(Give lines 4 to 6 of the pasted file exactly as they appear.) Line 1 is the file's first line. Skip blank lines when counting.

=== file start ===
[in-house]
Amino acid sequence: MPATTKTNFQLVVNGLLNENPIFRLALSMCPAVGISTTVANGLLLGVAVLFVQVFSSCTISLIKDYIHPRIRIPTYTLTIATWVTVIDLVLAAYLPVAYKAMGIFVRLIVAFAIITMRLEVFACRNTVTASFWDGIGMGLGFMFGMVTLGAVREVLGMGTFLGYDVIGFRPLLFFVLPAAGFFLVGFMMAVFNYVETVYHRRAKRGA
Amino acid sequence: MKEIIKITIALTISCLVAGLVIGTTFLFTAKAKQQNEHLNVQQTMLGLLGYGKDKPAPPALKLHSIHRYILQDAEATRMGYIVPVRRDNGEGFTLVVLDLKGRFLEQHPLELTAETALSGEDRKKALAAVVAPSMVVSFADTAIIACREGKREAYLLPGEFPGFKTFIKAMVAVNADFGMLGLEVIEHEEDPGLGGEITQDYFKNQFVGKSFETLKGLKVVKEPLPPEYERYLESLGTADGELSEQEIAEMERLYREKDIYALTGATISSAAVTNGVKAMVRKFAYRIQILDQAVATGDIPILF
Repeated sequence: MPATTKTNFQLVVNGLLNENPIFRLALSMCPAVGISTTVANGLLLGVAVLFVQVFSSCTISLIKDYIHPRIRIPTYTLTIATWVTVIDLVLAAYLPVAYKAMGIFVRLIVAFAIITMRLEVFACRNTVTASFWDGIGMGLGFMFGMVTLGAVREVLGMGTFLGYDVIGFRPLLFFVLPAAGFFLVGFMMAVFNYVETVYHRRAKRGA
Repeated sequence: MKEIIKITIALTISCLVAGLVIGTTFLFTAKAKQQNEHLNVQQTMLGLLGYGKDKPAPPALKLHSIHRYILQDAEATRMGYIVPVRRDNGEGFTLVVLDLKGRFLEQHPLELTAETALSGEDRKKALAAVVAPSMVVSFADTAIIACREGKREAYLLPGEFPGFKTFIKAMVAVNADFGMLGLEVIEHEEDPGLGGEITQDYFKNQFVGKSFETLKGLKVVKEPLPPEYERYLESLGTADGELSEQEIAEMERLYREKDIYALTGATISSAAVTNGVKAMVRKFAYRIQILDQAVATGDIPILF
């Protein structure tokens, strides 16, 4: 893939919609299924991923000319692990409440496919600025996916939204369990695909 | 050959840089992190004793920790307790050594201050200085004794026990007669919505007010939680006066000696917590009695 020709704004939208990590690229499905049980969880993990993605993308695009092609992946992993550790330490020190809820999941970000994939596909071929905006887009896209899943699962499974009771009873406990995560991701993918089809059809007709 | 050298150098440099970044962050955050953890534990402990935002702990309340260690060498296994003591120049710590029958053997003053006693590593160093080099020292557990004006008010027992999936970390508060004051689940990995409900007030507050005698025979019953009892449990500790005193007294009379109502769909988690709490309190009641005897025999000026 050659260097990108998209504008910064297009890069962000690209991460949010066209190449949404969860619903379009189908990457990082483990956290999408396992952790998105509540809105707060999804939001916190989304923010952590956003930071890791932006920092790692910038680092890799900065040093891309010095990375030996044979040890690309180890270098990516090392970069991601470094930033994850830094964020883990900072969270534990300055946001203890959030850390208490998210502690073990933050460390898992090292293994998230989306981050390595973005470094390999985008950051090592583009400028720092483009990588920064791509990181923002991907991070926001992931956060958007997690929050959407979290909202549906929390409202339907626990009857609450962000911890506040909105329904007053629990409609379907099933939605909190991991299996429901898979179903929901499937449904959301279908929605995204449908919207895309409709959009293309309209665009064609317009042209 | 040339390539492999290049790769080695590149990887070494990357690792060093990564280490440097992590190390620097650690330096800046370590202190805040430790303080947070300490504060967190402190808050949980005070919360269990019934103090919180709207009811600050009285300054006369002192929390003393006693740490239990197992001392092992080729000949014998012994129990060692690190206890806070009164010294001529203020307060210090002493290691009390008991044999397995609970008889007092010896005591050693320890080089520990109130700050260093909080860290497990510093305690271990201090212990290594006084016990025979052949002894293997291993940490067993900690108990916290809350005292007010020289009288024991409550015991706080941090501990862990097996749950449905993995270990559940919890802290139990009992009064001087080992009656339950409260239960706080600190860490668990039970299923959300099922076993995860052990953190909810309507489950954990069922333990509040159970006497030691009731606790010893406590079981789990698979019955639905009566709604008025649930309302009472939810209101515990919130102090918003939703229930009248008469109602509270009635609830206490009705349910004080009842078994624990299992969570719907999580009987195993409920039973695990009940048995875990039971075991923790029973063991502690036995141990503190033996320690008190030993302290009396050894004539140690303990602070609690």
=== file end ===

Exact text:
Repeated sequence: MPATTKTNFQLVVNGLLNENPIFRLALSMCPAVGISTTVANGLLLGVAVLFVQVFSSCTISLIKDYIHPRIRIPTYTLTIATWVTVIDLVLAAYLPVAYKAMGIFVRLIVAFAIITMRLEVFACRNTVTASFWDGIGMGLGFMFGMVTLGAVREVLGMGTFLGYDVIGFRPLLFFVLPAAGFFLVGFMMAVFNYVETVYHRRAKRGA
Repeated sequence: MKEIIKITIALTISCLVAGLVIGTTFLFTAKAKQQNEHLNVQQTMLGLLGYGKDKPAPPALKLHSIHRYILQDAEATRMGYIVPVRRDNGEGFTLVVLDLKGRFLEQHPLELTAETALSGEDRKKALAAVVAPSMVVSFADTAIIACREGKREAYLLPGEFPGFKTFIKAMVAVNADFGMLGLEVIEHEEDPGLGGEITQDYFKNQFVGKSFETLKGLKVVKEPLPPEYERYLESLGTADGELSEQEIAEMERLYREKDIYALTGATISSAAVTNGVKAMVRKFAYRIQILDQAVATGDIPILF
């Protein structure tokens, strides 16, 4: 893939919609299924991923000319692990409440496919600025996916939204369990695909 | 050959840089992190004793920790307790050594201050200085004794026990007669919505007010939680006066000696917590009695 020709704004939208990590690229499905049980969880993990993605993308695009092609992946992993550790330490020190809820999941970000994939596909071929905006887009896209899943699962499974009771009873406990995560991701993918089809059809007709 | 050298150098440099970044962050955050953890534990402990935002702990309340260690060498296994003591120049710590029958053997003053006693590593160093080099020292557990004006008010027992999936970390508060004051689940990995409900007030507050005698025979019953009892449990500790005193007294009379109502769909988690709490309190009641005897025999000026 050659260097990108998209504008910064297009890069962000690209991460949010066209190449949404969860619903379009189908990457990082483990956290999408396992952790998105509540809105707060999804939001916190989304923010952590956003930071890791932006920092790692910038680092890799900065040093891309010095990375030996044979040890690309180890270098990516090392970069991601470094930033994850830094964020883990900072969270534990300055946001203890959030850390208490998210502690073990933050460390898992090292293994998230989306981050390595973005470094390999985008950051090592583009400028720092483009990588920064791509990181923002991907991070926001992931956060958007997690929050959407979290909202549906929390409202339907626990009857609450962000911890506040909105329904007053629990409609379907099933939605909190991991299996429901898979179903929901499937449904959301279908929605995204449908919207895309409709959009293309309209665009064609317009042209 | 040339390539492999290049790769080695590149990887070494990357690792060093990564280490440097992590190390620097650690330096800046370590202190805040430790303080947070300490504060967190402190808050949980005070919360269990019934103090919180709207009811600050009285300054006369002192929390003393006693740490239990197992001392092992080729000949014998012994129990060692690190206890806070009164010294001529203020307060210090002493290691009390008991044999397995609970008889007092010896005591050693320890080089520990109130700050260093909080860290497990510093305690271990201090212990290594006084016990025979052949002894293997291993940490067993900690108990916290809350005292007010020289009288024991409550015991706080941090501990862990097996749950449905993995270990559940919890802290139990009992009064001087080992009656339950409260239960706080600190860490668990039970299923959300099922076993995860052990953190909810309507489950954990069922333990509040159970006497030691009731606790010893406590079981789990698979019955639905009566709604008025649930309302009472939810209101515990919130102090918003939703229930009248008469109602509270009635609830206490009705349910004080009842078994624990299992969570719907999580009987195993409920039973695990009940048995875990039971075991923790029973063991502690036995141990503190033996320690008190030993302290009396050894004539140690303990602070609690």